Leaders in every organization must effectively deal with sensitive employee situations, and mental health in the workplace is no exception. A recent Global and Mail article, Mental health – a manager’s toughest talk, outlined how difficult and uncomfortable it can be for a manager to have a conversation with an employee about a mental health issue. However, leaders must address mental illness if there is reason to believe it is the underlying cause of an employee’s lack of productivity and performance.
We know early diagnosis and treatment are critical for successful recovery and return to work, but managers should not attempt to diagnose the issue nor should they take on the role of therapist or confidante.…
Resiliency is often described as your ability to bounce back from adversity and in today’s landscape, that’s a welcome attribute. Recognized as one of the most vital coping skills for surviving the workplace, resiliency enables you to be more flexible and able to bend to change. Someone who is more resilient is better equipped to face life’s challenges head-on, even in times of uncertainty.
Everyone is born with a natural resilience, but often we lose sight of this innate ability amongst all the hustle and bustle of life. With our Thriving under pressure workshop, we’ll show you how to improve self-awareness and teach you how to develop coping skills to help you increase overall resilience.…
The first university-certified workplace mental health training program aligned with the National Standard for Psychological Health and Safety in the Workplace.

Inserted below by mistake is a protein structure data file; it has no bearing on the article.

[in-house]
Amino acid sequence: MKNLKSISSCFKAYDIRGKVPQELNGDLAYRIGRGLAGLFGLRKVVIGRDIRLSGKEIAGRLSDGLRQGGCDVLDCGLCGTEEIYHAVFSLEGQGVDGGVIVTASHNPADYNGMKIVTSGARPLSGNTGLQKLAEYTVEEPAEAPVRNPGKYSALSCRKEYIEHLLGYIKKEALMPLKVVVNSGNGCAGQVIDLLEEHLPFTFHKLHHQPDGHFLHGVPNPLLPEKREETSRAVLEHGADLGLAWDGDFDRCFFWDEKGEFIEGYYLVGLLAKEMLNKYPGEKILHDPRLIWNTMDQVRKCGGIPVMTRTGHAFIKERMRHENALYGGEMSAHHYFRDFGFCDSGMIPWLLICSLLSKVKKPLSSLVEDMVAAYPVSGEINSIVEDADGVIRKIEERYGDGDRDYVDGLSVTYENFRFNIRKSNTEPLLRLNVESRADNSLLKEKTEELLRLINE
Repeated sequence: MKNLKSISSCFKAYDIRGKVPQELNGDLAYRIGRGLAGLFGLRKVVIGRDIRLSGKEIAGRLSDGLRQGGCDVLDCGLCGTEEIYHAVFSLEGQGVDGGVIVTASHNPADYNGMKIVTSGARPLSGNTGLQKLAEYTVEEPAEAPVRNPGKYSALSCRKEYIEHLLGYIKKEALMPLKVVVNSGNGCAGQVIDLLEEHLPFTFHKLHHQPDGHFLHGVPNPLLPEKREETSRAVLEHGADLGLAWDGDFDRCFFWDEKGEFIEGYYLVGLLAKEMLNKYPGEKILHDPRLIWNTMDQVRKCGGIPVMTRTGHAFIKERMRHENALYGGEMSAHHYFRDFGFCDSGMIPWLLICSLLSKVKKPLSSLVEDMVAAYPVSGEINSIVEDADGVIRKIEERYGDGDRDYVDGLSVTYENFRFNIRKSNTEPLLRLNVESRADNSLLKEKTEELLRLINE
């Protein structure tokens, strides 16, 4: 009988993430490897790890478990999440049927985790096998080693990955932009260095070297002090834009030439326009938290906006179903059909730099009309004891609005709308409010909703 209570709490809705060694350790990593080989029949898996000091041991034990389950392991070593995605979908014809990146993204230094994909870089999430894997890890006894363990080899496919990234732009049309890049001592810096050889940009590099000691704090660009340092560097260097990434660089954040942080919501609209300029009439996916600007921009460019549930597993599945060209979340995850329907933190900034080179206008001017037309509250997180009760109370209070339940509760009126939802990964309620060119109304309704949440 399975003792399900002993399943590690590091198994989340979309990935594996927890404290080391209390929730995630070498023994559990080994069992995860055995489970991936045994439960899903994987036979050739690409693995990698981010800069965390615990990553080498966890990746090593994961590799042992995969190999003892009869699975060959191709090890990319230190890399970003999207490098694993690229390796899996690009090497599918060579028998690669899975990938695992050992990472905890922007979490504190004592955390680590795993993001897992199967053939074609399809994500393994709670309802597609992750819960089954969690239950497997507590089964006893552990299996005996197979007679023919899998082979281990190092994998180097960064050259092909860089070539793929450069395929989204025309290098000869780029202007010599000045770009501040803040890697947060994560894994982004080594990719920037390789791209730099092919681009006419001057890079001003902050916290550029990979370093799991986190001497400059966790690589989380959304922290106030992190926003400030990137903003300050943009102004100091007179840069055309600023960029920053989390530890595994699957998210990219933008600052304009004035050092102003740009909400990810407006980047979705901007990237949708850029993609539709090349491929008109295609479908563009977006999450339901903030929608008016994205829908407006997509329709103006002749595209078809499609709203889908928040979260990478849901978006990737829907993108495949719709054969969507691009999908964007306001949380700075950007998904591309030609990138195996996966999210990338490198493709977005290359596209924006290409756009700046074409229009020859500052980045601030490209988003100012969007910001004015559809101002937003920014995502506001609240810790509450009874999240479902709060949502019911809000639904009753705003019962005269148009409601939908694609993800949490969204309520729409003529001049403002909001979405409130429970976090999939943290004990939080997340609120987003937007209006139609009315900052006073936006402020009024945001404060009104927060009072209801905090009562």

Companies are paying increasing attention to mental health in the workplace because of its link to productivity, employee engagement, and overall business performance. People leaders play a pivotal role in fostering mental health in the workplace and can influence employee psychological health and well-being in a positive manner. In fact, employees who describe their relationships with their leaders as positive and supportive experience:
A recent survey, commissioned by the Great-West Life Centre for Mental Health in the Workplace, reports that 85% of frontline leaders recognize they have a responsibility to intervene when an employee experiences a mental health issue, but only 76% of those surveyed believed they have the practical skills and confidence to respond effectively to employee mental health issues.…
Every day managers and supervisors juggle priorities, deal with deadlines and make decisions. They are on the front line as they coordinate work, assess performance and communicate with staff. Along with these demands on their time and energy, managers and supervisors are also responsible for providing a healthy and productive workplace.
People leaders impact on the well-being of their staff
As we all know, a positive environment leads to higher employee engagement, resilience and retention. Building positive work relationships was, in fact, the #1 tip for driving engagement according to a Psychometrics’ Study called Control, Opportunity and Leadership.…
We know that 20% of people will suffer from a mental illness in their lifetime, yet only a fraction of them reach out for support. At Shepell•fgi, we are making access to support simpler and easier to ensure that those who need help obtain the help they need, when they need it and how they want to receive it.
We offer six counselling delivery options:
3. Text-based self-directed
4. Video conferencing